If we believe in the active-learning classroom — that the only way to bring about real learning is to engage students in ways that help them revise and broaden their thinking — then student participation is a nonnegotiable part of the equation. Learning does not happen without the student actively taking part.
Oddly, however, given its importance, our own definition of “student participation” is often quite limited. In the scholarship on teaching and learning, that term is almost always defined narrowly as the degree to which students take part in class discussions. And while discussion is obviously an important component of an active-learning classroom, it’s not the only component. There are many other ways in which students participate in class: writing, researching, and contributing to small group activities are just a few. If we want to accurately assess and reward participation in our courses, we need to expand our definition to include more than just the amount of times that students raise their hands.
What that means is that assessing student participation — which has always been a very difficult task — is now even more difficult. How do we accurately and objectively measure student participation over the course of a semester? How do we keep track of hundreds, if not thousands, of opportunities for students to engage in class with course activities? And how do we ensure that our own biases don’t lead us to unconsciously award higher participation scores to those students who do well on course assignments?
The issue has puzzled me for a long time. I’ve always graded students on class participation, but I’ve often felt that the points I awarded were rarely more than a best guess. There’s a lot to keep in your head as you teach — staying on top of who is participating and who is not can get lost among other, more pressing, matters. It can be useful to give out interim participation grades on a regular basis, as it helps you to grade students while their performance is fresh in your mind and it encourages students to participate more by letting them know how they’re doing. But those interim grades are still a very subjective measure made from a very limited viewpoint.
I’ve spent a lot of time reading research papers on different ways to assess student participation in the college classroom. Most methods suffer from one or both of the following problems:
- They place an undue burden on instructors (such as those approaches that require faculty to note and assess participation as it happens).
- They encourage an impoverished version of participation (such as only awarding points for the first two comments made by a student).
Ultimately, I’m looking to accurately measure participation in a way that encourages full engagement in a wide variety of class activities while being fair to students — and relatively painless for me. Maybe that’s impossible. But recently I came across an idea that might fit the bill.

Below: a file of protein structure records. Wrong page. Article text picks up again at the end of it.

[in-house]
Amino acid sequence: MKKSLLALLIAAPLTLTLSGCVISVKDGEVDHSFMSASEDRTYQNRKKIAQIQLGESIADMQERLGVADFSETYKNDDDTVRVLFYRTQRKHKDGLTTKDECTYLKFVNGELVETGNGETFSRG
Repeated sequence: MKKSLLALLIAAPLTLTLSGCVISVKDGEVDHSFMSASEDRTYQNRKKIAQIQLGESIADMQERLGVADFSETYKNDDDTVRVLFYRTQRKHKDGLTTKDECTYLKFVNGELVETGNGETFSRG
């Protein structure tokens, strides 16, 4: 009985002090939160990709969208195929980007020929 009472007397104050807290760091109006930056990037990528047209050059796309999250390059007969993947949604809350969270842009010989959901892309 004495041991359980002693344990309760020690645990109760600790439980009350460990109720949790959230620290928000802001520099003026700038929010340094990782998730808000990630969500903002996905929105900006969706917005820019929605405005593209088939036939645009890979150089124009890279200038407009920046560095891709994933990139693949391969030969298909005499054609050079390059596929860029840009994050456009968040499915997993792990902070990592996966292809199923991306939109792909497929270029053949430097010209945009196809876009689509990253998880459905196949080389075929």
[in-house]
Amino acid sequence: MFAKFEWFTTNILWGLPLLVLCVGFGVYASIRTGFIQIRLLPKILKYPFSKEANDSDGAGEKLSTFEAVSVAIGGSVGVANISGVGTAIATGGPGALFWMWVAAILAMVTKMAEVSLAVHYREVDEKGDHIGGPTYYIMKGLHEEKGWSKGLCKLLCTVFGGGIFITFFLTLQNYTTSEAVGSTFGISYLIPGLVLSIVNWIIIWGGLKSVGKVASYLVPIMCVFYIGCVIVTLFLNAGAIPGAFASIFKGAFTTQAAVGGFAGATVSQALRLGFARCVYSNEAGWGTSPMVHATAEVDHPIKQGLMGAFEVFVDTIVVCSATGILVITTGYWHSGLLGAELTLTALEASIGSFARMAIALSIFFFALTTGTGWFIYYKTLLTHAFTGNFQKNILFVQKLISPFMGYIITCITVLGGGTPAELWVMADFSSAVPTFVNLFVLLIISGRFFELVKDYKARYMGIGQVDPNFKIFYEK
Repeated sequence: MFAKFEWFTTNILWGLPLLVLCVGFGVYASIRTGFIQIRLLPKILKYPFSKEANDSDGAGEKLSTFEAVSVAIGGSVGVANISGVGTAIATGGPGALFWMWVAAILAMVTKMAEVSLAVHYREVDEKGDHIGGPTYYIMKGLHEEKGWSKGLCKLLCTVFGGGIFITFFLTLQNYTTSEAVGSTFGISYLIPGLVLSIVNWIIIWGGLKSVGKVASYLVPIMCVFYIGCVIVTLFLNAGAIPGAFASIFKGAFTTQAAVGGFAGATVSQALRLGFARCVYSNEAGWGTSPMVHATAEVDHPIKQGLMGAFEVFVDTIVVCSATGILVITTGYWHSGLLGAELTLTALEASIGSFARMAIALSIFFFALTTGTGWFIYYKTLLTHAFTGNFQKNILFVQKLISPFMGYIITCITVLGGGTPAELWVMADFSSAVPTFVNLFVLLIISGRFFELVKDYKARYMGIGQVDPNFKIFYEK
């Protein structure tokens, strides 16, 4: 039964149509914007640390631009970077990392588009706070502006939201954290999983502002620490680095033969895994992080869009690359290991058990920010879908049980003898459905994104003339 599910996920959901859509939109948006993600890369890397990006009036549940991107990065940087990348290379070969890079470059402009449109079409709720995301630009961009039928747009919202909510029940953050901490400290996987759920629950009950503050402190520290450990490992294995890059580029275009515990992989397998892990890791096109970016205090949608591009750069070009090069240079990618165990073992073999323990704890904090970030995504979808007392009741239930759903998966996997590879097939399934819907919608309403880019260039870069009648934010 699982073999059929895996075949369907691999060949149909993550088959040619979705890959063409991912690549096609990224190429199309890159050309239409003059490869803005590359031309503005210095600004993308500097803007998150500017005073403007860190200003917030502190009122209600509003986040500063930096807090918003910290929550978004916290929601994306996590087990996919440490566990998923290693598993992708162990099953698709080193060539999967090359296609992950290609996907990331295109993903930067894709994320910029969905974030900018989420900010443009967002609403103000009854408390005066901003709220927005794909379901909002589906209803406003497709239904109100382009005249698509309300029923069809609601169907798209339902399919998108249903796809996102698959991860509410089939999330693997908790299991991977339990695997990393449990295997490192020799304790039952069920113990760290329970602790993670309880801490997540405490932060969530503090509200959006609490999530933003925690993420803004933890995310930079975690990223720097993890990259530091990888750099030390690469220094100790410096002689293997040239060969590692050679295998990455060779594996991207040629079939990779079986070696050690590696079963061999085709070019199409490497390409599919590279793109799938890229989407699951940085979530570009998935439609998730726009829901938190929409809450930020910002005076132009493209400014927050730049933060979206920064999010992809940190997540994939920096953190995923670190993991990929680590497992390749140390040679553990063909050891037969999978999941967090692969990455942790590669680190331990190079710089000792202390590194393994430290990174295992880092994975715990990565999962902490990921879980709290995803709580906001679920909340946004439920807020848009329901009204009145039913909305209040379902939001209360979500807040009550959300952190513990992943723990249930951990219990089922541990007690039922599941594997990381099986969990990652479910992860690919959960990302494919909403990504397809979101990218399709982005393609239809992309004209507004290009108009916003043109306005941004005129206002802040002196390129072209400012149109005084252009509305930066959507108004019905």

Tony Docan-Morgan, a professor of communication studies at the University of Wisconsin at La Crosse, wrote last year about the “participation logs” he asks his students to fill out. He distributes a Microsoft Word template with space for students to record their contributions to class discussions, to note how they participated in group work, and to reflect more generally on their activity in class. An example of that template can be found here. Students fill out their logs on their own time, and submit them to the instructor. Docan-Morgan collects them at midsemester and at the end of the course, but I think asking to see them every two weeks would encourage students to update the logs more frequently.
Assign the logs as homework. When students submit them, go through and compare their assessments with your own. That way, you’ll have a fuller picture of what happened in class, and you can use the logs as valuable backup of your own memory. Give students feedback on their logs — a great way to encourage those quiet folks who should be participating more.
Aside from its utility in grading, the participation log is a valuable assignment in and of itself. It’s a fully metacognitive exercise — more so than just having students record how many times they commented in class. The log asks students to think about how they’ve conducted themselves in class and to reflect on their behavior. They have to consider what makes a meaningful contribution. Remember, learning depends on a student’s active engagement in the classroom. By requiring students to spend time reflecting on their contributions to various class activities, the participation log has the added benefit of emphasizing the significance of those contributions.
Docan-Morgan reports that, in his experience, the logs are generally accurate. He attributes that to the fact that he periodically reminds students that he is monitoring their participation. But because students have to stay on top of their own contributions, the instructor doesn’t need to play the role of participation policeman nearly as much.
By sharing the responsibility for assessing participation between instructor and student, participation logs are a promising way to encourage full engagement in our classrooms. The participation mark shouldn’t just be your way of goading students into raising their hands. It should be a reflection of the fact that participation isn’t ancillary to the real work students do in your class; it is the real work.